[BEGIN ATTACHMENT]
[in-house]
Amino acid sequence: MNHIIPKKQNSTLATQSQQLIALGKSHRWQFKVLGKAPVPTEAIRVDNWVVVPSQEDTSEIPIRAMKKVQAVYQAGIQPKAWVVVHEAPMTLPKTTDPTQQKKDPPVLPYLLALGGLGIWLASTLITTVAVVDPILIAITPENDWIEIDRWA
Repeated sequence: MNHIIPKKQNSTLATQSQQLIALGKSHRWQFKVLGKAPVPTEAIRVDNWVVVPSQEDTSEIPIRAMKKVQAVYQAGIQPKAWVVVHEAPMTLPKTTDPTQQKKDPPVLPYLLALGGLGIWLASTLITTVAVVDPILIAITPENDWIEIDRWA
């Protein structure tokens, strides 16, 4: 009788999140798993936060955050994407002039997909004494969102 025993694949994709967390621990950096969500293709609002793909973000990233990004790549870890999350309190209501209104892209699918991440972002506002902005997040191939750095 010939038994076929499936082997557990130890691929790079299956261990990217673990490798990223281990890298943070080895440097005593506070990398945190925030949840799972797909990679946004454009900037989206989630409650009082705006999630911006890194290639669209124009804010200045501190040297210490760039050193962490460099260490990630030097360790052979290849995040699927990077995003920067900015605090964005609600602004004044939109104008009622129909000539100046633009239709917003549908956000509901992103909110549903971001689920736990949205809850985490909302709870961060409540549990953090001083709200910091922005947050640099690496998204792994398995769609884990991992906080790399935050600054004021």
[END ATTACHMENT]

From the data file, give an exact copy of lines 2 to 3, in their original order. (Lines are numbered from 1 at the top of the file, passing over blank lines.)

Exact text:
Amino acid sequence: MNHIIPKKQNSTLATQSQQLIALGKSHRWQFKVLGKAPVPTEAIRVDNWVVVPSQEDTSEIPIRAMKKVQAVYQAGIQPKAWVVVHEAPMTLPKTTDPTQQKKDPPVLPYLLALGGLGIWLASTLITTVAVVDPILIAITPENDWIEIDRWA
Repeated sequence: MNHIIPKKQNSTLATQSQQLIALGKSHRWQFKVLGKAPVPTEAIRVDNWVVVPSQEDTSEIPIRAMKKVQAVYQAGIQPKAWVVVHEAPMTLPKTTDPTQQKKDPPVLPYLLALGGLGIWLASTLITTVAVVDPILIAITPENDWIEIDRWA